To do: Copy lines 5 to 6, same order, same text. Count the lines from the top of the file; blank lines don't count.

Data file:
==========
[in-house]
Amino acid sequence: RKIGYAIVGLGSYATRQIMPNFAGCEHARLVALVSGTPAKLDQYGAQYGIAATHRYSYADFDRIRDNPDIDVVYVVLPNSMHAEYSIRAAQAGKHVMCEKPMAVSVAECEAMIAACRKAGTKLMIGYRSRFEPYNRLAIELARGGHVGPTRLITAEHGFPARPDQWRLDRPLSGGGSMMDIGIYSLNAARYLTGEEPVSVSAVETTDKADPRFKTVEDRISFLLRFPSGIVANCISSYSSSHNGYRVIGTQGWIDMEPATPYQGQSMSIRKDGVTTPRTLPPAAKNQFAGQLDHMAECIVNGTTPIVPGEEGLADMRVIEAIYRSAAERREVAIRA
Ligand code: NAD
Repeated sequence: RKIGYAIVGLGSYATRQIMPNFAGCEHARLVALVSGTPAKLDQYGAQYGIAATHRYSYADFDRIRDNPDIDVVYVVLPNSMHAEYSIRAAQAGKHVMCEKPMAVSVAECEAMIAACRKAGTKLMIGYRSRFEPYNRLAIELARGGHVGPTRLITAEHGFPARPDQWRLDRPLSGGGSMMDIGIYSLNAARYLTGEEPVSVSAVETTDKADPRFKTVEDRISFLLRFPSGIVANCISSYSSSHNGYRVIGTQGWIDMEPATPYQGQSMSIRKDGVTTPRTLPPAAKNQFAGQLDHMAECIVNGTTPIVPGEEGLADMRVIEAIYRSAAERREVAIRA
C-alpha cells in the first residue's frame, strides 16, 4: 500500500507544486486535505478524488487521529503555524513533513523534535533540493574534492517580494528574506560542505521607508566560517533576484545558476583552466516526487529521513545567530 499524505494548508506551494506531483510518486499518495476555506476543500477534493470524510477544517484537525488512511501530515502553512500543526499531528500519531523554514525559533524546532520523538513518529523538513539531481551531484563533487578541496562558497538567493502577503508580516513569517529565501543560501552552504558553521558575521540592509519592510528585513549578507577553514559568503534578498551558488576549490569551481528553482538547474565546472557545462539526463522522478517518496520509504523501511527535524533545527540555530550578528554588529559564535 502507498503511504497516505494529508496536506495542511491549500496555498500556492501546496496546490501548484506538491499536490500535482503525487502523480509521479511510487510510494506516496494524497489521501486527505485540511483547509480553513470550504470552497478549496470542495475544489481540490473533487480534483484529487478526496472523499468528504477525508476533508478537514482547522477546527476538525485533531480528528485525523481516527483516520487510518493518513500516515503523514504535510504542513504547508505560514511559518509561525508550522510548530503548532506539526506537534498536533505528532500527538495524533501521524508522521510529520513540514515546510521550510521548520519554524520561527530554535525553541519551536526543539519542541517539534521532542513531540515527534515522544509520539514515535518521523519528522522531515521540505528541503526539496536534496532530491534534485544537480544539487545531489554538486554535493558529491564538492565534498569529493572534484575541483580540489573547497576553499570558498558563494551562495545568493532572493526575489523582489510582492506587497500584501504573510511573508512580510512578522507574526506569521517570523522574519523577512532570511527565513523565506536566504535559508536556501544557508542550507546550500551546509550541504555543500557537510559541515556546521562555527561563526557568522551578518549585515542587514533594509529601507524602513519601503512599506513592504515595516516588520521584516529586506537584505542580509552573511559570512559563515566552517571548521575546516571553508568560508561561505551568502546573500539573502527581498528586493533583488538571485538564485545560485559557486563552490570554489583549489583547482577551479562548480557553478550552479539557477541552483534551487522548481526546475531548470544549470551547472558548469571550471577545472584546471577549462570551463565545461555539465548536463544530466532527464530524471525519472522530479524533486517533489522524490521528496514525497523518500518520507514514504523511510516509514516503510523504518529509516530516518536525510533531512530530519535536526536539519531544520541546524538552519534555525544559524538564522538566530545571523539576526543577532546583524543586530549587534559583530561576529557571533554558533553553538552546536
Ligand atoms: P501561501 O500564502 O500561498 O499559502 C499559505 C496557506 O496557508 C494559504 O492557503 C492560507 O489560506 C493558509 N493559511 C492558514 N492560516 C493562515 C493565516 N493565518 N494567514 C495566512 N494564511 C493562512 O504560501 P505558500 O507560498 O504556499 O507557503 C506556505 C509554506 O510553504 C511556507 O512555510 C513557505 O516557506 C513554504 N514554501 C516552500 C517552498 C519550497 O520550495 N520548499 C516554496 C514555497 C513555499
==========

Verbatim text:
C-alpha cells in the first residue's frame, strides 16, 4: 500500500507544486486535505478524488487521529503555524513533513523534535533540493574534492517580494528574506560542505521607508566560517533576484545558476583552466516526487529521513545567530 499524505494548508506551494506531483510518486499518495476555506476543500477534493470524510477544517484537525488512511501530515502553512500543526499531528500519531523554514525559533524546532520523538513518529523538513539531481551531484563533487578541496562558497538567493502577503508580516513569517529565501543560501552552504558553521558575521540592509519592510528585513549578507577553514559568503534578498551558488576549490569551481528553482538547474565546472557545462539526463522522478517518496520509504523501511527535524533545527540555530550578528554588529559564535 502507498503511504497516505494529508496536506495542511491549500496555498500556492501546496496546490501548484506538491499536490500535482503525487502523480509521479511510487510510494506516496494524497489521501486527505485540511483547509480553513470550504470552497478549496470542495475544489481540490473533487480534483484529487478526496472523499468528504477525508476533508478537514482547522477546527476538525485533531480528528485525523481516527483516520487510518493518513500516515503523514504535510504542513504547508505560514511559518509561525508550522510548530503548532506539526506537534498536533505528532500527538495524533501521524508522521510529520513540514515546510521550510521548520519554524520561527530554535525553541519551536526543539519542541517539534521532542513531540515527534515522544509520539514515535518521523519528522522531515521540505528541503526539496536534496532530491534534485544537480544539487545531489554538486554535493558529491564538492565534498569529493572534484575541483580540489573547497576553499570558498558563494551562495545568493532572493526575489523582489510582492506587497500584501504573510511573508512580510512578522507574526506569521517570523522574519523577512532570511527565513523565506536566504535559508536556501544557508542550507546550500551546509550541504555543500557537510559541515556546521562555527561563526557568522551578518549585515542587514533594509529601507524602513519601503512599506513592504515595516516588520521584516529586506537584505542580509552573511559570512559563515566552517571548521575546516571553508568560508561561505551568502546573500539573502527581498528586493533583488538571485538564485545560485559557486563552490570554489583549489583547482577551479562548480557553478550552479539557477541552483534551487522548481526546475531548470544549470551547472558548469571550471577545472584546471577549462570551463565545461555539465548536463544530466532527464530524471525519472522530479524533486517533489522524490521528496514525497523518500518520507514514504523511510516509514516503510523504518529509516530516518536525510533531512530530519535536526536539519531544520541546524538552519534555525544559524538564522538566530545571523539576526543577532546583524543586530549587534559583530561576529557571533554558533553553538552546536
Ligand atoms: P501561501 O500564502 O500561498 O499559502 C499559505 C496557506 O496557508 C494559504 O492557503 C492560507 O489560506 C493558509 N493559511 C492558514 N492560516 C493562515 C493565516 N493565518 N494567514 C495566512 N494564511 C493562512 O504560501 P505558500 O507560498 O504556499 O507557503 C506556505 C509554506 O510553504 C511556507 O512555510 C513557505 O516557506 C513554504 N514554501 C516552500 C517552498 C519550497 O520550495 N520548499 C516554496 C514555497 C513555499